The Goutorbe family has been producing estate-bottled champagne in Aÿ since the late 1940s, but even before that they were already established as nurserymen for propagating vine cuttings. Emile Goutorbe established the nursery business just after the First World War, while he was the vineyard manager for Perrier-Jouët, and the success of this business eventually allowed him to purchase some parcels of vines in the area. His son Henri created the Goutorbe label, bottling and selling some champagne while continuing the nursery business.
In 1970, Henri’s son René took over the estate, expanding the vineyard holdings and enlarging and modernizing the winery. Today they own 25 hectares, a considerable quantity for a champagne grower, planted with 70 percent Pinot Noir, 27 percent Chardonnay and three percent Meunier. The jewel of Goutorbe’s vineyard holdings is their six hectares of Aÿ Grand Cru, although they also own vines in several other villages, including Mareuil-sur-Aÿ, Bisseuil, Avenay Val d’Or and Hautvillers.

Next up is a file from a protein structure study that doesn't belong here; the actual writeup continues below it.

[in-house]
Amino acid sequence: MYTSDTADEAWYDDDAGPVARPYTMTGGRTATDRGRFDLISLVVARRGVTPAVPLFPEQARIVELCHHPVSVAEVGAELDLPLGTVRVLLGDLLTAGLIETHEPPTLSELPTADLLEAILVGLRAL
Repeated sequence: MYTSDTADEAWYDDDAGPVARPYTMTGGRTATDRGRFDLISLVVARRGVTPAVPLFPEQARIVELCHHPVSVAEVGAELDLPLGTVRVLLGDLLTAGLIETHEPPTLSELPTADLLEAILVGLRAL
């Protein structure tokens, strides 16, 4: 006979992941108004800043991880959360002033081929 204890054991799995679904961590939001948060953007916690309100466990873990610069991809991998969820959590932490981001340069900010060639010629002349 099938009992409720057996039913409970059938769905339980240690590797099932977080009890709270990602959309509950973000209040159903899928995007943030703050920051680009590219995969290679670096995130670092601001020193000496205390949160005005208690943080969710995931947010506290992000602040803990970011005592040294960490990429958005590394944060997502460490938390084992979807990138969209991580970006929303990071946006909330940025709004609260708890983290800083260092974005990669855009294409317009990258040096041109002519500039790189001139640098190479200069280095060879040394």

All parcels are vinified separately, to allow for maximum flexibility in blending. The wines are all fermented in stainless steel, and in Goutorbe’s deep cellars, no thermo-regulation is required. Malolactic is performed for all of the wines, and blending and bottling generally take place in March, before the season of heavy pépiniériste (nursery) work. In addition, Goutorbe is one of the few houses that make mathusalems with the second fermentation in bottle—naturally there aren’t a lot of these produced, but they are interesting nevertheless.